“The conflicting ways in which officials and aides are responding after two staff members were diagnosed with the coronavirus this past week — Pence spokeswoman Katie Miller and a military valet to the president — continued to raise questions about how the White House is responding to the challenge of maintaining a safe work environment for Trump, Pence and their staff.”

“Two members of the White House coronavirus task force placed themselves in quarantine after contact with someone who tested positive for COVID-19, another stark reminder that not even one of the nation’s most secure buildings is immune from the virus,” the AP reports.

CNN: Dr. Anthony Fauci to begin “modified quarantine.”

The New York Times reports it’s “the latest sign of worry that the coronavirus could be spreading through the senior ranks of the Trump administration.”

Politico: “Six weeks into his tenure as chief of staff, Meadows is adjusting to the ways of a White House, where the president often announces policy changes with little discussion and many decisions become opportunities for various factions to advance their agendas. And Kushner is the figure who has consistently loomed large over those choices.”

“Kushner’s power has been growing since midway through Trump’s term when Meadows’ predecessor, Mick Mulvaney, became acting chief of staff with a vow to let Trump be Trump. Meadows had been expected to take a more hands-on approach than Mulvaney, but some people in and around the White House say his attempts to assert himself have run into Kushner.”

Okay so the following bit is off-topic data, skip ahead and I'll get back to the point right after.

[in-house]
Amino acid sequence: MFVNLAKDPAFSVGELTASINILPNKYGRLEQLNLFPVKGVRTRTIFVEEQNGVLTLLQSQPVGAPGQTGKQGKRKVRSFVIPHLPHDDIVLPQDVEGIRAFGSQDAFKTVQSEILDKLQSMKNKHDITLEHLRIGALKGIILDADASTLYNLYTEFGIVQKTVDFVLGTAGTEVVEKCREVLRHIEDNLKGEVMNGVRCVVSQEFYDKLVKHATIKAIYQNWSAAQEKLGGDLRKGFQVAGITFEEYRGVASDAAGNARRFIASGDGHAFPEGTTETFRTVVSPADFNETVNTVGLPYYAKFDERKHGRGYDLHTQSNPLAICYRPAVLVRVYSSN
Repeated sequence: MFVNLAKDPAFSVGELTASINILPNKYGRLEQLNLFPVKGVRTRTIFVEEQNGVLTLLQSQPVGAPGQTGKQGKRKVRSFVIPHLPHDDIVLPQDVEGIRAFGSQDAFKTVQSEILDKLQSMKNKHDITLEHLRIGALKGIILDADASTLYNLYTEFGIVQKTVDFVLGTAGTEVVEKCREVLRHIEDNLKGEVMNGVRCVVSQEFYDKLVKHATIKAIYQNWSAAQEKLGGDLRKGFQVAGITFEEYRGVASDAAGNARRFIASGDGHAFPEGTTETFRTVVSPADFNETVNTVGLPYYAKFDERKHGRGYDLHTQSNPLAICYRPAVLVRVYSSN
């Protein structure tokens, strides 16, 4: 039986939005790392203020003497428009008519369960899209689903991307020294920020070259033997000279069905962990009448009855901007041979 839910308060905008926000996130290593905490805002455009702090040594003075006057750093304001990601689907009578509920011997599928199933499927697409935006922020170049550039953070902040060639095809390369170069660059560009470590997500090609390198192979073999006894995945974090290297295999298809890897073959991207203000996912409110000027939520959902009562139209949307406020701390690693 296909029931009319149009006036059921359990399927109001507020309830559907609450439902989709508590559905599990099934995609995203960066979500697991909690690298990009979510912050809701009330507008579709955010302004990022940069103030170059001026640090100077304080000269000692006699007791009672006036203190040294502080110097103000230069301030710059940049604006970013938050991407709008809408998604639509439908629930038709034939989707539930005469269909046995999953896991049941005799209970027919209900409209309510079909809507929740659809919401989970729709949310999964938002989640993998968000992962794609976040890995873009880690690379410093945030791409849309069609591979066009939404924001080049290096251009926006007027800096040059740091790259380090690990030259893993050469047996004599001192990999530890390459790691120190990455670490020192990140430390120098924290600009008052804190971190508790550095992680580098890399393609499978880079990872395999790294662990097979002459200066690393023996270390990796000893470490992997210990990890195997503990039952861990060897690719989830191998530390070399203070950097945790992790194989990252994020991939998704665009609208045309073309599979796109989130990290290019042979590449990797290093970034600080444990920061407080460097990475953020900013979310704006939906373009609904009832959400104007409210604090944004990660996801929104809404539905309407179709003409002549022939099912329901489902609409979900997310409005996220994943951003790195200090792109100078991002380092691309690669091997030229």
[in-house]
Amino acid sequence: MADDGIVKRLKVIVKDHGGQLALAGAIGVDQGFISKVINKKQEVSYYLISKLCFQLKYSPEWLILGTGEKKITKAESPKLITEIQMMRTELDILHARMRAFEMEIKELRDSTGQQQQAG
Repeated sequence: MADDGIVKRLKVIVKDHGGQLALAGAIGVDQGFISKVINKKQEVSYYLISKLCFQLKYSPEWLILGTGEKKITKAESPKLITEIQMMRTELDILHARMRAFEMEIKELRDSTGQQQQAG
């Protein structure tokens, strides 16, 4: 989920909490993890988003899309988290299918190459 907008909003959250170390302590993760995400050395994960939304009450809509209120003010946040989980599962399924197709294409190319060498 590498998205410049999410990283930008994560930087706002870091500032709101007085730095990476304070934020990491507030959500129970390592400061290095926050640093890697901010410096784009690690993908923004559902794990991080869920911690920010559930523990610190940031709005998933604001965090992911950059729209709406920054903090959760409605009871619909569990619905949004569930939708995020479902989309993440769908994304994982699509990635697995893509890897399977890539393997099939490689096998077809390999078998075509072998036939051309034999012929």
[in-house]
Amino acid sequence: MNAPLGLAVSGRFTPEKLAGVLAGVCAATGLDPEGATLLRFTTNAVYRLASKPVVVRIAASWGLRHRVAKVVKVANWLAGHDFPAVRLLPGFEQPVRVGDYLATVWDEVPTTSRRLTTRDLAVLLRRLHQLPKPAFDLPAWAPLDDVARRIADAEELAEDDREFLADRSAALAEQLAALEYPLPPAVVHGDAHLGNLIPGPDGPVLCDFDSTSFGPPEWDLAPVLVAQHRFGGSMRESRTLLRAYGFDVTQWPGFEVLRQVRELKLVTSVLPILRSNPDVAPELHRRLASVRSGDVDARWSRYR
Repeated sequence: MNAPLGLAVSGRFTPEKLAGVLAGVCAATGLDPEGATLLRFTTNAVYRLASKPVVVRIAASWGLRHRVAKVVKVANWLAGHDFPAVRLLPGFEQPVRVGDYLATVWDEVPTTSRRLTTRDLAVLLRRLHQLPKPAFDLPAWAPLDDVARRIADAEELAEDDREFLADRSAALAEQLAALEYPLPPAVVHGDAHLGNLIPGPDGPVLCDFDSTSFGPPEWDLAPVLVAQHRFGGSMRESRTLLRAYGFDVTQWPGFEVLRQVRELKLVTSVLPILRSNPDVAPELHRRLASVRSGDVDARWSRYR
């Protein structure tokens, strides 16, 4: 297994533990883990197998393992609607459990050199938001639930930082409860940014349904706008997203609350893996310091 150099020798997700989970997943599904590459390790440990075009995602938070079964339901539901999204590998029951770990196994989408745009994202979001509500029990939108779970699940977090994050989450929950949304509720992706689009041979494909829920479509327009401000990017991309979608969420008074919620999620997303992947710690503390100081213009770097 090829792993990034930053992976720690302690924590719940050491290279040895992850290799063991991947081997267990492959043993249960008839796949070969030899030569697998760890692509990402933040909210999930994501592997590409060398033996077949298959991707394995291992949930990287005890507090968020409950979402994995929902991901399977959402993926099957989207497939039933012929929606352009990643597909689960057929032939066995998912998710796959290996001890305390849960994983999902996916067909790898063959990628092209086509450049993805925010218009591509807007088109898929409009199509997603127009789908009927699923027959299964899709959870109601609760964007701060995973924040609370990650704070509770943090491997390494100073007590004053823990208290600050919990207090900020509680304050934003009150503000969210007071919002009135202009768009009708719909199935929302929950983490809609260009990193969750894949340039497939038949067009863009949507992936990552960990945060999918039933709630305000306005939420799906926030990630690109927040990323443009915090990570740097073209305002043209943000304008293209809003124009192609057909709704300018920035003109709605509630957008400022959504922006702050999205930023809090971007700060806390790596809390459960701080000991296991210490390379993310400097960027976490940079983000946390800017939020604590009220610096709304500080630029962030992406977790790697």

“The White House is pushing a return to its failed experiment in relying on temperature screening of air travelers to detect coronavirus despite vehement objections from the nation’s top public health agency,” internal documents obtained by USA Today show.

“The discord underscores the administration’s disregard for science and the diminished standing of the Centers for Disease Control and Prevention at a moment when local governments, businesses and community leaders are seeking direction on how to reopen safely.”

“The United States has scaled back its role on the world stage, taken actions that are undermining efforts to battle the coronavirus pandemic and left the international community without a traditional global leader,” CNN  reports.

“The US — usually at the head of the table helping to coordinate in global crises — has declined to take a seat at virtual international meetings convened by the World Health Organization and the European Union to coordinate work on potentially lifesaving vaccines.”

“In a week when the novel coronavirus ravaged new communities across the country and the number of dead soared past 78,000, President Trump and his advisers shifted from hour-by-hour crisis management to what they characterize as a long-term strategy aimed at reviving the decimated economy and preparing for additional outbreaks this fall,” the Washington Post reports.

“But in doing so, the administration is effectively bowing to — and asking Americans to accept — a devastating proposition: that a steady, daily accumulation of lonely deaths is the grim cost of reopening the nation.”

HHS Secretary Alex Azar downplayed concerns over the public health conditions inside meatpacking plants, “suggesting on a call with lawmakers that workers were more likely to catch coronavirus based on their social interactions and group living situations,” Politico reports.

Azar said “that he believed infected employees were bringing the virus into processing plants where a rash of cases have killed at least 20 workers and forced nearly two-dozen plants to close.”

Delaware politics from a liberal, progressive and Democratic perspective. Keep Delaware Blue.